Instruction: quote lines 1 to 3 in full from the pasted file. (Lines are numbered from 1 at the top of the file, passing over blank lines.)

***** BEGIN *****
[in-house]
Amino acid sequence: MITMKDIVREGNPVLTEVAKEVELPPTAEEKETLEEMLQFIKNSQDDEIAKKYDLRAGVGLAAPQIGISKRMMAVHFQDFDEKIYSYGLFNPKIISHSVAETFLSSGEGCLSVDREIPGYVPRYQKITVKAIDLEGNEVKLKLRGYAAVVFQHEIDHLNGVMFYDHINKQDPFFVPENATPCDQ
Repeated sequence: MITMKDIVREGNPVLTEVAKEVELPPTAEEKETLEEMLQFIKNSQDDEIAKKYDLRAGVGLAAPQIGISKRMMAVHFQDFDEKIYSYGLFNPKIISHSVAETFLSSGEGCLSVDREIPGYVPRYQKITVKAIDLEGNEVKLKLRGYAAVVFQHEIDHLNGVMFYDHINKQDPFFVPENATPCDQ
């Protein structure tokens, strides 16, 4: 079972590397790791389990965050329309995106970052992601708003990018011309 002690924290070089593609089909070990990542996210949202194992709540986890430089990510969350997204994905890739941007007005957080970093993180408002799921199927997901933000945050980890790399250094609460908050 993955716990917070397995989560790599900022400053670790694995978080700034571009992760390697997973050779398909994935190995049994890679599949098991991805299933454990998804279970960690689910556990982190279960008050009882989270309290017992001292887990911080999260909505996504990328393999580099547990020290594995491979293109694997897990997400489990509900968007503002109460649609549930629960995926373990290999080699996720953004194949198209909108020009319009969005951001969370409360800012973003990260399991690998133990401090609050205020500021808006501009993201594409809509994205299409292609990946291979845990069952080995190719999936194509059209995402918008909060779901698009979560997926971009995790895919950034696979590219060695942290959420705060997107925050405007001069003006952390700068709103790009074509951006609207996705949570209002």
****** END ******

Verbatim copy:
[in-house]
Amino acid sequence: MITMKDIVREGNPVLTEVAKEVELPPTAEEKETLEEMLQFIKNSQDDEIAKKYDLRAGVGLAAPQIGISKRMMAVHFQDFDEKIYSYGLFNPKIISHSVAETFLSSGEGCLSVDREIPGYVPRYQKITVKAIDLEGNEVKLKLRGYAAVVFQHEIDHLNGVMFYDHINKQDPFFVPENATPCDQ
Repeated sequence: MITMKDIVREGNPVLTEVAKEVELPPTAEEKETLEEMLQFIKNSQDDEIAKKYDLRAGVGLAAPQIGISKRMMAVHFQDFDEKIYSYGLFNPKIISHSVAETFLSSGEGCLSVDREIPGYVPRYQKITVKAIDLEGNEVKLKLRGYAAVVFQHEIDHLNGVMFYDHINKQDPFFVPENATPCDQ